Impact of Physical Activity on Reporting of Childhood Asthma Symptoms. Nnodum, B. N., McCormack, M. C., Putcha, N., Hwang, S., Paulin, L. M., Brigham, E. P., Fawzy, A., Romero, K., Diette, G. B., & Hansel, N. N. Lung, 195(6):693--698, December, 2017.
doi  abstract   bibtex   
This study aims to determine the impact of physical activity on asthma symptom reporting among children living in an inner city. Among 147 children aged 5-12 years with physician-diagnosed asthma, we assessed asthma symptoms using twice-daily diaries and physical activity using the physical activity questionnaire for children during three 8-day periods (baseline, 3 and 6 months). Linear, logistic, and quasi-poisson regression models were used to determine the association between physical activity and asthma symptoms; adjusting for age, sex, race, BMI, caregiver's education, asthma severity, medication use, and season. A 1-unit increase in PAQ score was significantly associated with reporting more nocturnal symptoms [risk ratio (RR): 1.03; 95% CI 1.00-1.06], daytime symptoms (RR: 1.04; 95% CI 1.00-1.09), being bothered by asthma (RR: 1.05; 95% CI 1.00-1.09), and trouble breathing (RR: 1.05; 95% CI 1.00-1.10). Level of physical activity should be taken into account in clinical management of asthma and epidemiological studies of asthma symptom burden.
@article{nnodum_impact_2017,
	title = {Impact of {Physical} {Activity} on {Reporting} of {Childhood} {Asthma} {Symptoms}},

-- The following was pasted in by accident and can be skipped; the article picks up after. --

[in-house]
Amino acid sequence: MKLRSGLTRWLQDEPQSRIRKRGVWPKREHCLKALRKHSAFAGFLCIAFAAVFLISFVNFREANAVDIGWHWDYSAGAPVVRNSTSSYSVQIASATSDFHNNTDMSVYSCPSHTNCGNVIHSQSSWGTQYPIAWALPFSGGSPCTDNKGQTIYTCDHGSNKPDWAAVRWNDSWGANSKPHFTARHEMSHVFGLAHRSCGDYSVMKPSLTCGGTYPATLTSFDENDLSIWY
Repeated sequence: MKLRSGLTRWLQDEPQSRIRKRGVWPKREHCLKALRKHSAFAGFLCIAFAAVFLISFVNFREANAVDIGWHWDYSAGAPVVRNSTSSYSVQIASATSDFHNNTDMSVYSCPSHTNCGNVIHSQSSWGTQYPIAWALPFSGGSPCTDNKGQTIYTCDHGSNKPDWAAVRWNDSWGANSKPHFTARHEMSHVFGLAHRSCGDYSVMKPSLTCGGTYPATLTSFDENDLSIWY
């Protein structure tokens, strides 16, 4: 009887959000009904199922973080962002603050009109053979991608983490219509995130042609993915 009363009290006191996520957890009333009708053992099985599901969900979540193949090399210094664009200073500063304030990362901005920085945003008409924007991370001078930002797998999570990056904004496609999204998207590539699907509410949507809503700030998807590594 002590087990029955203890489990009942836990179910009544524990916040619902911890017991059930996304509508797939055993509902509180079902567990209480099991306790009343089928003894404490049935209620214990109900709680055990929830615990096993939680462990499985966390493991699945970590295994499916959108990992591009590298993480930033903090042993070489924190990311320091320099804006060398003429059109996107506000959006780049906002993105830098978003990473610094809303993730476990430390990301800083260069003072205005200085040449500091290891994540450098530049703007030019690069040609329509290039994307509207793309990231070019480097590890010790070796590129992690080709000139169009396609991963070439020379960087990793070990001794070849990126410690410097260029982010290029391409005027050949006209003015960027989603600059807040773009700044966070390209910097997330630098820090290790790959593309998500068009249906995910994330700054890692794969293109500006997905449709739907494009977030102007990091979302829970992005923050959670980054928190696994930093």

volume = {195},
	issn = {1432-1750},
	doi = {10.1007/s00408-017-0049-7},
	abstract = {This study aims to determine the impact of physical activity on asthma symptom reporting among children living in an inner city. Among 147 children aged 5-12 years with physician-diagnosed asthma, we assessed asthma symptoms using twice-daily diaries and physical activity using the physical activity questionnaire for children during three 8-day periods (baseline, 3 and 6 months). Linear, logistic, and quasi-poisson regression models were used to determine the association between physical activity and asthma symptoms; adjusting for age, sex, race, BMI, caregiver's education, asthma severity, medication use, and season. A 1-unit increase in PAQ score was significantly associated with reporting more nocturnal symptoms [risk ratio (RR): 1.03; 95\% CI 1.00-1.06], daytime symptoms (RR: 1.04; 95\% CI 1.00-1.09), being bothered by asthma (RR: 1.05; 95\% CI 1.00-1.09), and trouble breathing (RR: 1.05; 95\% CI 1.00-1.10). Level of physical activity should be taken into account in clinical management of asthma and epidemiological studies of asthma symptom burden.},
	language = {eng},
	number = {6},
	journal = {Lung},
	author = {Nnodum, Benedicta Nneoma and McCormack, Meredith C. and Putcha, Nirupama and Hwang, Seungyoung and Paulin, Laura M. and Brigham, Emily P. and Fawzy, Ashraf and Romero, Karina and Diette, Gregory B. and Hansel, Nadia N.},
	month = dec,
	year = {2017},
	pmid = {28914352},
	pmcid = {PMC5674113},
	keywords = {Asthma, Children, Physical activity, Respiratory symptoms},
	pages = {693--698}
}
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